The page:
in contrary with the professional players, are attending schools, and they were
not recorded (through daily activity questionnaire), which could limit the
participation of the players in theteam’s official and training
obligations.

CONCLUSIONS

Based on the obtained results, high mean levels of all
types of nine physical/motor activities were noticed between the two
competitions (UEFA Youth & National Leagues’ matches) although no
significant differences were
observed with the exception in number of decelerations. We observed that youth
football players displayed similar efforts in all matches maintaining a high
level of physical performance, without separating the matches according to the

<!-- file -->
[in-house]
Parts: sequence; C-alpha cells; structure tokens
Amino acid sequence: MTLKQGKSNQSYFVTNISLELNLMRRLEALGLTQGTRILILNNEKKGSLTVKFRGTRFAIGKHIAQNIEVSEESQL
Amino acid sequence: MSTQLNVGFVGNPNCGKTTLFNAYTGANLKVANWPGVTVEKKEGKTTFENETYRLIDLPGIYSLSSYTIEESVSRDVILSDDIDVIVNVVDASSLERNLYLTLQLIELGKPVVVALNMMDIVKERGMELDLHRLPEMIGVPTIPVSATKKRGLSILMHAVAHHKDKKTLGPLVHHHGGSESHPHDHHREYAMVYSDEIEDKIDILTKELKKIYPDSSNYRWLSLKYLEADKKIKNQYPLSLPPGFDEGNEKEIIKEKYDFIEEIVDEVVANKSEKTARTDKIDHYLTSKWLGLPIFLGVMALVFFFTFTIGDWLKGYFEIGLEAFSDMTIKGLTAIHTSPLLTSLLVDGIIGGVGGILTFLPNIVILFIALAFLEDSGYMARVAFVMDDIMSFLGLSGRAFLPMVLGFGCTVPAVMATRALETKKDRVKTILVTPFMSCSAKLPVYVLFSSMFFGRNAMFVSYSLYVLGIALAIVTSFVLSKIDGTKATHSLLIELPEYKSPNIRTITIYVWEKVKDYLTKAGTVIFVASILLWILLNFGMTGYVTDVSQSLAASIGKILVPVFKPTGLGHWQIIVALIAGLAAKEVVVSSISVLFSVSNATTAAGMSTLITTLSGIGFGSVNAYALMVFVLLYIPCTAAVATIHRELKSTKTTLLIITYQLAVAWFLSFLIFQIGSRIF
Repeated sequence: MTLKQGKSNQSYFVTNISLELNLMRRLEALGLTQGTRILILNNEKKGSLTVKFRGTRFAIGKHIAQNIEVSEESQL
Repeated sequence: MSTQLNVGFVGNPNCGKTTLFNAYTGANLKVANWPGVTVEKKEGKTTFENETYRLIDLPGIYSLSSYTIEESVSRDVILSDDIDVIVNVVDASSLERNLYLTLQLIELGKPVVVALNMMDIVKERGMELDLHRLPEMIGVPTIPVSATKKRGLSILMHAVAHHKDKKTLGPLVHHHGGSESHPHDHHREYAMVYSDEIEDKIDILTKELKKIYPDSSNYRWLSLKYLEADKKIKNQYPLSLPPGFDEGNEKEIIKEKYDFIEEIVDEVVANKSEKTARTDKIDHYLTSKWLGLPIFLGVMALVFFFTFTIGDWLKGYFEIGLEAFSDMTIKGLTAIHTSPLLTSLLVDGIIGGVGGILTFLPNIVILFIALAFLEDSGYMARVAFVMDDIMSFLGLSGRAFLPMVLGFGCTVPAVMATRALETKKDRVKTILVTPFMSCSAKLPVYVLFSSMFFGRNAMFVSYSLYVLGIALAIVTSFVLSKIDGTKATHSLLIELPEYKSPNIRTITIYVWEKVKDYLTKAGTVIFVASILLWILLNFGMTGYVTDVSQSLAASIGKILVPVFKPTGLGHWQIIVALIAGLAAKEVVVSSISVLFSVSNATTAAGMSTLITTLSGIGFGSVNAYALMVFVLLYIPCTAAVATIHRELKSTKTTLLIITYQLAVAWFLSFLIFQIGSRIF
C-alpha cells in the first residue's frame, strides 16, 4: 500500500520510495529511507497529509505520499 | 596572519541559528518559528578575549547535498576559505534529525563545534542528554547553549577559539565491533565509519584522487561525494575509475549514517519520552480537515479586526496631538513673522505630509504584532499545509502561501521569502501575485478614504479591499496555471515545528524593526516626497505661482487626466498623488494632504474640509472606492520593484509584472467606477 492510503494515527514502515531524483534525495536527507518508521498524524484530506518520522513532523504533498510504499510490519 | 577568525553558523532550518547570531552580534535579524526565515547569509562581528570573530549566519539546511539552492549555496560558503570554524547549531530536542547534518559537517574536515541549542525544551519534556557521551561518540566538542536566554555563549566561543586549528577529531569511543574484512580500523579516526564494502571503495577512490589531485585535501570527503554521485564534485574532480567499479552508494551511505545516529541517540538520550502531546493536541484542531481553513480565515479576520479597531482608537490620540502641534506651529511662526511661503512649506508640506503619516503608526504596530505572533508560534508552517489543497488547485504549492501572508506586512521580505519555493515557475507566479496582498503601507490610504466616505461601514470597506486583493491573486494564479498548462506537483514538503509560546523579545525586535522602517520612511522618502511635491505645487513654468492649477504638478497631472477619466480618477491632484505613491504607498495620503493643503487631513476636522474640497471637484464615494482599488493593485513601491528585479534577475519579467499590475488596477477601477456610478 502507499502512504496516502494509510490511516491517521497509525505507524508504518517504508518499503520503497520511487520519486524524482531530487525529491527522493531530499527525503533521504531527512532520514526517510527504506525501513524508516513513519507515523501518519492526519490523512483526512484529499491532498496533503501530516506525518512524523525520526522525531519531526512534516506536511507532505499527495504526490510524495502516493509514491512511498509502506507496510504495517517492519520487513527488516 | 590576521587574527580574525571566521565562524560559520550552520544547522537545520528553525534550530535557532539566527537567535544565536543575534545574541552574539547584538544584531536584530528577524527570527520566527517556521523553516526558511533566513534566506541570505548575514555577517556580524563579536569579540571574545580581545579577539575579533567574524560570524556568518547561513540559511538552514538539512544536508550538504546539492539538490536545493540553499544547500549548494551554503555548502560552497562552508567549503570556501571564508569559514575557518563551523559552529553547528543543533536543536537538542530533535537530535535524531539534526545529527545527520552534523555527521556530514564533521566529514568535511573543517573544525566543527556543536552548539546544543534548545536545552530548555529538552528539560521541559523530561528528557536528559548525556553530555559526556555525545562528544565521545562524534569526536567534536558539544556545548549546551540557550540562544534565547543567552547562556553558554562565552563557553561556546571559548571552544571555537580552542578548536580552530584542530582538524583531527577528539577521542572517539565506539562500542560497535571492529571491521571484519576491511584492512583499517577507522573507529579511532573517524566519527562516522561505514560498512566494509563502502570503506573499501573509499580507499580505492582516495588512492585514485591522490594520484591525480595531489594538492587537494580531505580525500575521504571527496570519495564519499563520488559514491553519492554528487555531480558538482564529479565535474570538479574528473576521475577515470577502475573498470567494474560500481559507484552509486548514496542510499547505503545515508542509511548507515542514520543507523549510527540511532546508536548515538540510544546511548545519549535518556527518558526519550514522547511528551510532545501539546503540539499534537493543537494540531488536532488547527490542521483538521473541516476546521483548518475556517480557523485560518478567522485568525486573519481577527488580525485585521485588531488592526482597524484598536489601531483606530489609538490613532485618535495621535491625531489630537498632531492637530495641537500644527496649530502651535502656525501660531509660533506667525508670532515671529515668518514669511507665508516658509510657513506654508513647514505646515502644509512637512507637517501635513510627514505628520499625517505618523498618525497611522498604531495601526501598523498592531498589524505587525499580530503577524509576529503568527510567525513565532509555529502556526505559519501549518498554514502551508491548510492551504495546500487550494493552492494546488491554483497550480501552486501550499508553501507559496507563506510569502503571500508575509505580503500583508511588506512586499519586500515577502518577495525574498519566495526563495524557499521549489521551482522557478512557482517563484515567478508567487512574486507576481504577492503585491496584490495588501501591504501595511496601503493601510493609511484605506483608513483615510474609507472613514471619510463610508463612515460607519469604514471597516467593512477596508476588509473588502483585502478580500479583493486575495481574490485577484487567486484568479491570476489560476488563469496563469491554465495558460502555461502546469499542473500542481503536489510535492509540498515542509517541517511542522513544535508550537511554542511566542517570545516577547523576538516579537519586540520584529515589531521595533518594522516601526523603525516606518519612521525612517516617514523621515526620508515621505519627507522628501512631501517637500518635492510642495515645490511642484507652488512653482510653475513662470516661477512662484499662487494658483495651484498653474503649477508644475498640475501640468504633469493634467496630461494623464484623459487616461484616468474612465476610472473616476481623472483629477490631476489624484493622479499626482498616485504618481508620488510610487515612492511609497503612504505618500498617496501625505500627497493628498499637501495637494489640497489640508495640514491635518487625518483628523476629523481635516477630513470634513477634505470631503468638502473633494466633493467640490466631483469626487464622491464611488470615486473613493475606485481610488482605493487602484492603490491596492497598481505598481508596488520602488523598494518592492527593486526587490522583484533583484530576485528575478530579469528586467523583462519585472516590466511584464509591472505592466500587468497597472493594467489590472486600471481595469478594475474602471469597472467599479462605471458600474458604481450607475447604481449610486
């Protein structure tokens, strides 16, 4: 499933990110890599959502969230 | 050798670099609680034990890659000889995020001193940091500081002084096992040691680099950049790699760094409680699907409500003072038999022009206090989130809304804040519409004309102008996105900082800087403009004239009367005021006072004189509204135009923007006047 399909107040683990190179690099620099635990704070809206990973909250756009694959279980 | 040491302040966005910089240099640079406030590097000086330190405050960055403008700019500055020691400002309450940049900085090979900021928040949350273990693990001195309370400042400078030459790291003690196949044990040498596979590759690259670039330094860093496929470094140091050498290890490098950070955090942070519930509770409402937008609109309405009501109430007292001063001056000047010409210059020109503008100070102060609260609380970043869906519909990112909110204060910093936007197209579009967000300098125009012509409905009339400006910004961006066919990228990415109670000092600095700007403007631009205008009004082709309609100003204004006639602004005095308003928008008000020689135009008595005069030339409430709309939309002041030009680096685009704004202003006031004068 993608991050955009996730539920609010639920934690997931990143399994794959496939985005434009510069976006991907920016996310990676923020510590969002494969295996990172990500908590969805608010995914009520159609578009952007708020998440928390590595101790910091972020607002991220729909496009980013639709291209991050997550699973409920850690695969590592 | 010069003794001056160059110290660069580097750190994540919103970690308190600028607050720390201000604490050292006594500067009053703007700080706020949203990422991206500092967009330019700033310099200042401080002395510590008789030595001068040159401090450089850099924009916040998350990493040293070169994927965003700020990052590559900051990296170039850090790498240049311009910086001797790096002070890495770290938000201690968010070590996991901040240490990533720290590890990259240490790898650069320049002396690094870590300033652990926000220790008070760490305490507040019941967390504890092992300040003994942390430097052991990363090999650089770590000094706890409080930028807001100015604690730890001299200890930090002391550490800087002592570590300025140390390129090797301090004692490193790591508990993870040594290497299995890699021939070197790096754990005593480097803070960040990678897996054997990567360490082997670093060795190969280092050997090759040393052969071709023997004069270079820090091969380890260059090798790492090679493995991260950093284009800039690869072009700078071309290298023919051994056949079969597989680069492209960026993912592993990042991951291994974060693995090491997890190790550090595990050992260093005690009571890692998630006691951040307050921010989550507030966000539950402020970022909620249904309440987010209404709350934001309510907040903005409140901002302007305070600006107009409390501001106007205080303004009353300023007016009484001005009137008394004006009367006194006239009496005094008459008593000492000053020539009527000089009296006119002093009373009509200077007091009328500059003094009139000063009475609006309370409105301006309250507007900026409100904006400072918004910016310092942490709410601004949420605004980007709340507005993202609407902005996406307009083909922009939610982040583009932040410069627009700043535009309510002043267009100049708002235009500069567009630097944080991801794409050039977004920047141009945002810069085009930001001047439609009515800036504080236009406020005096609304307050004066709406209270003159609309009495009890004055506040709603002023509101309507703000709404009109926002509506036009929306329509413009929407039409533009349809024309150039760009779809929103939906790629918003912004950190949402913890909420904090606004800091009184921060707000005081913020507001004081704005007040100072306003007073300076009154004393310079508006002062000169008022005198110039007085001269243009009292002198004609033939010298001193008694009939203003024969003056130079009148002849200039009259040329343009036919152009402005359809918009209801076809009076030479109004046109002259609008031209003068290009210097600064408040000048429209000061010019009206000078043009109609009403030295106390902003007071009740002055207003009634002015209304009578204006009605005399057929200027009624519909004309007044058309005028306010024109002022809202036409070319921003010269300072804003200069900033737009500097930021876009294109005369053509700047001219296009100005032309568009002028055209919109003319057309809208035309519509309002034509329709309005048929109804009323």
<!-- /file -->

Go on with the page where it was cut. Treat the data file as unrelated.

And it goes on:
competition importance a process of educational philosophy adopted within the
Academy of the Club. However, motivating distinction, personal or collective,
enhances competition among athletes and teams participating in similar
competitions. While academies constantly invest in the search and development
new talented athletes, with improved skills and better performance in their
physical condition.     

APPLICATIONS
IN SPORT

Young footballers
seem to put equal efforts in the participating competitions without
distinguishing their significance and this may be explained due to a variety of
factors influencing their performance, including their personal abilities, the
technical-tactical skills, game strategy, efficiency of decision-making
processes, personality traits, or probably due to the educational behavior
adopted within the football (soccer) academy.